Policy Director Julie Dworkin is a member of the Cook County Land Bank Board of Directors.
Story by Micah Maidenberg/Photos by John R. Boehm
Speaking to a group of South Side real estate executives recently, Brian White, the new executive director of the Cook County Land Bank Authority, tiptoed along a delicate line: His fledgling agency can help address the pernicious problem of abandoned homes—but it can’t help everybody.
Referencing an investor in over his head with a distressed property in west suburban Maywood, Mr. White told the crowd that “my mandate doesn’t call for me to bail out his bad business decision.” But he also highlighted the land bank’s willingness to piggyback on deals to stabilize neighborhoods and put vacant properties back to use.
“What I would say to you, without . . . overly stating it, is the land bank has the flexibility to do just about anything that could make sense within the context of this mission.”
These types of sessions about the land bank—a public agency meant to take title to empty, abandoned properties, clear them of liens and find another owner for them—take up a lot of Mr. White’s time. Six months into the job, he is trying to turn the land bank from a well-intentioned sketch on paper into a nimble organization that helps answer one of the city and county’s most vexing challenges.
“You’ve got to get buy-in,” says Russell Rydin, executive director of the South Suburban Land Bank Authority, a similar group that’s working with about a dozen municipalities on vacancy issues. “That’s the local government, but also the community. . . . When they see a land bank come in initially, they have these questions.”
Right now, the organization remains for the most part a blank slate upon which different groups and constituencies project their priorities. It won’t be simple to sort through all the claims.
At right: The Cook County Land Bank Authority plans to acquire this property in the Auburn Gresham neighborhood.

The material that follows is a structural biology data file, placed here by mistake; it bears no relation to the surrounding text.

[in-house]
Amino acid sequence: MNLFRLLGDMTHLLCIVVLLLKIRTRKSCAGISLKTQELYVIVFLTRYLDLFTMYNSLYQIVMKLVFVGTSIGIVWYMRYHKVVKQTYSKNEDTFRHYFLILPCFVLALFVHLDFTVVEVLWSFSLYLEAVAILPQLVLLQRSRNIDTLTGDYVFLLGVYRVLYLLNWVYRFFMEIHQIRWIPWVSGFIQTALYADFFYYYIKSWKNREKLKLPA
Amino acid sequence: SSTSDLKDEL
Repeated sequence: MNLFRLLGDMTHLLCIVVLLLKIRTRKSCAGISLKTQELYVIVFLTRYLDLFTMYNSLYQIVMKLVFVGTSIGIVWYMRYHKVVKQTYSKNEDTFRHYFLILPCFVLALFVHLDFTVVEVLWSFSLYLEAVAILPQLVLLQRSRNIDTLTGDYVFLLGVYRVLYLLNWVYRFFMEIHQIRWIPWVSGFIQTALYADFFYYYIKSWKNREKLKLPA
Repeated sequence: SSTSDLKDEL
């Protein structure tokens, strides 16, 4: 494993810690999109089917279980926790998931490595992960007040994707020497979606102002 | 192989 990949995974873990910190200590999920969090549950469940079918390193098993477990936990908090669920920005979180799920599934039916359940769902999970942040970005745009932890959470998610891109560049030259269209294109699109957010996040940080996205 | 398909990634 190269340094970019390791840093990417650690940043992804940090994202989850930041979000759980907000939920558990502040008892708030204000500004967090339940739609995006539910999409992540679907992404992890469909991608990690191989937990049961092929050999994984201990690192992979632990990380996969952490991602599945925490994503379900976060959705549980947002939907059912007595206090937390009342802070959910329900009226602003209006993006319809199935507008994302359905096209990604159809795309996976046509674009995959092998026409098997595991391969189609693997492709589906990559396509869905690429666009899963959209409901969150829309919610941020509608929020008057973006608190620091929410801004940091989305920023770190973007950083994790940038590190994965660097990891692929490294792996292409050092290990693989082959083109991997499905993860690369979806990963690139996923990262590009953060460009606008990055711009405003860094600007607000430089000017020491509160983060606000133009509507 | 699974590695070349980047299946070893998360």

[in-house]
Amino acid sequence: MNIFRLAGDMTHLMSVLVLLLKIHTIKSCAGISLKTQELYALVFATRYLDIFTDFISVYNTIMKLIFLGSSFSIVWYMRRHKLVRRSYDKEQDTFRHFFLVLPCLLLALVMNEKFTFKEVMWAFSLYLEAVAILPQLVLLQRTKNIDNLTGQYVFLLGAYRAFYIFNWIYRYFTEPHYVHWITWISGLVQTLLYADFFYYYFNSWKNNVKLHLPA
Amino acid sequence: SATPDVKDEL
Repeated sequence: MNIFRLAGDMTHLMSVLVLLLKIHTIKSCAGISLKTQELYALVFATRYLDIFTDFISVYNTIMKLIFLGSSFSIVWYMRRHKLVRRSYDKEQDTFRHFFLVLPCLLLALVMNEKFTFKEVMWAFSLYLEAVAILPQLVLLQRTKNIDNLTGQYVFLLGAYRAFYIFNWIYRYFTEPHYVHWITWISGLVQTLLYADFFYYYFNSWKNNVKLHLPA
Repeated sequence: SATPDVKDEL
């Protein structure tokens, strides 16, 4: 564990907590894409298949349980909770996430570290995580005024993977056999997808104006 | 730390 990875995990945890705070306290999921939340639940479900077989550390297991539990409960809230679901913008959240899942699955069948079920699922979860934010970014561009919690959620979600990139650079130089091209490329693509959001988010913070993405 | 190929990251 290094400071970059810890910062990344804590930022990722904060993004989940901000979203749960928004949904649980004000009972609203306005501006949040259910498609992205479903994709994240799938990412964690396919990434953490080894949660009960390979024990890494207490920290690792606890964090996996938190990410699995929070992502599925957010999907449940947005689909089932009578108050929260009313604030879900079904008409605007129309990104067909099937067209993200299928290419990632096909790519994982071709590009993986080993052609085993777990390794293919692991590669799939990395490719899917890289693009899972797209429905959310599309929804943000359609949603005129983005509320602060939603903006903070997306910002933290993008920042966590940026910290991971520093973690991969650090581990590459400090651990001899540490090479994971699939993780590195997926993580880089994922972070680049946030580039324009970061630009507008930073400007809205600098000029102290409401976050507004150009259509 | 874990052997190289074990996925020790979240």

On Chicago’s Northwest Side, Diane Limas, president of the board of the Albany Park Neighborhood Council, says the group wants the land bank to acquire apartment buildings in foreclosure and preserve them as affordable housing. In Maywood, Mayor Edwenna Perkins is looking for an “organization that will come in and make these banks do their jobs” by maintaining foreclosed homes.
Chicago Ald. Roderick Sawyer, 6th, hopes the agency can find new uses for empty homes in his South Side ward, which includes neighborhoods like Chatham. But he’s concerned about the group becoming a vehicle for firms that acquire and rent out single-family properties.
“I’m looking for more homeowners,” he says. “I’m not trying to slight anybody, but I’m not looking for an abundance of single-family homes rented out en masse.”
Into this maelstrom comes Mr. White. An Evanston native who lives with his family in Rogers Park, Mr. White, 44, began his career with the now-closed Leadership Council for Metropolitan Open Communities, a fair housing group, and later led the Lakeside Community Development Corp., which focused on a range of lending and housing issues, mainly on the North Side. He came to the land bank after spending about a year-and-a-half working for Charter One bank.
Mr. White says the land bank still is gearing up, adding staff and internal capacity and figuring out what it can and can’t do in markets across the county. One lesson that’s quickly emerged is that the agency won’t be all things to all people.
At right: An abandoned property in the Burnside neighborhood
“I oftentimes use the phrase, ‘It’s not ‘No,’ it’s ‘Not yet.’ It’s not that I’m saying no to you—it’s I’m saying we haven’t identified what the value is today” that the land bank could add, he says. “Let’s think this through and figure out where there is the value.”
The scale of the problem is so immense—there were nearly 55,000 abandoned homes across Cook County as of the first quarter, according to DePaul University’s Institute for Housing Studies—that it’s unlikely the land bank will have a noticeable impact anytime soon.
A loan servicer recently donated two South Side properties to the agency, and it is negotiating to acquire at least 14 more, half of them outside the city. Mr. White says the group probably has looked at around 500 acquisitions so far but is moving carefully to ensure it takes on properties for which it can ultimately find another use and owner.
“I’m not expecting a miracle to happen within the first five months,” Mr. White says. “But I think if you look at what we could accomplish within the first year—60, 70 properties—then you say on those blocks where the land bank is working, those blocks are starting to improve. And then it’s a ripple effect.”
Below: Brian White, executive director of the Cook County Land Bank Authority.